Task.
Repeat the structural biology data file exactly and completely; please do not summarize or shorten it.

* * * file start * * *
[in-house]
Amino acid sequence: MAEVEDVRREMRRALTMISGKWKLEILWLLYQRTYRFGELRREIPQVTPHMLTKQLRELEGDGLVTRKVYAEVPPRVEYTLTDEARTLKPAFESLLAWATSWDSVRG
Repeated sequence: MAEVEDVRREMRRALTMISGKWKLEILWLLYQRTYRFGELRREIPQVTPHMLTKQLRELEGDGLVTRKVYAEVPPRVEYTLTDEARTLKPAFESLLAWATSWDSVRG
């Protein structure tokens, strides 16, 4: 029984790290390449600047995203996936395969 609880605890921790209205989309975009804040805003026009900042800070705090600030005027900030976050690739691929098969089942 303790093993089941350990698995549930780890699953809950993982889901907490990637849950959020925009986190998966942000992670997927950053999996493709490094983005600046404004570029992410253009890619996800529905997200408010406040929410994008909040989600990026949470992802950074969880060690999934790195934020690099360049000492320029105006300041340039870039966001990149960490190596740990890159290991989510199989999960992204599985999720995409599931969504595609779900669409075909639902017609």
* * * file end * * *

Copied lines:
[in-house]
Amino acid sequence: MAEVEDVRREMRRALTMISGKWKLEILWLLYQRTYRFGELRREIPQVTPHMLTKQLRELEGDGLVTRKVYAEVPPRVEYTLTDEARTLKPAFESLLAWATSWDSVRG
Repeated sequence: MAEVEDVRREMRRALTMISGKWKLEILWLLYQRTYRFGELRREIPQVTPHMLTKQLRELEGDGLVTRKVYAEVPPRVEYTLTDEARTLKPAFESLLAWATSWDSVRG
């Protein structure tokens, strides 16, 4: 029984790290390449600047995203996936395969 609880605890921790209205989309975009804040805003026009900042800070705090600030005027900030976050690739691929098969089942 303790093993089941350990698995549930780890699953809950993982889901907490990637849950959020925009986190998966942000992670997927950053999996493709490094983005600046404004570029992410253009890619996800529905997200408010406040929410994008909040989600990026949470992802950074969880060690999934790195934020690099360049000492320029105006300041340039870039966001990149960490190596740990890159290991989510199989999960992204599985999720995409599931969504595609779900669409075909639902017609």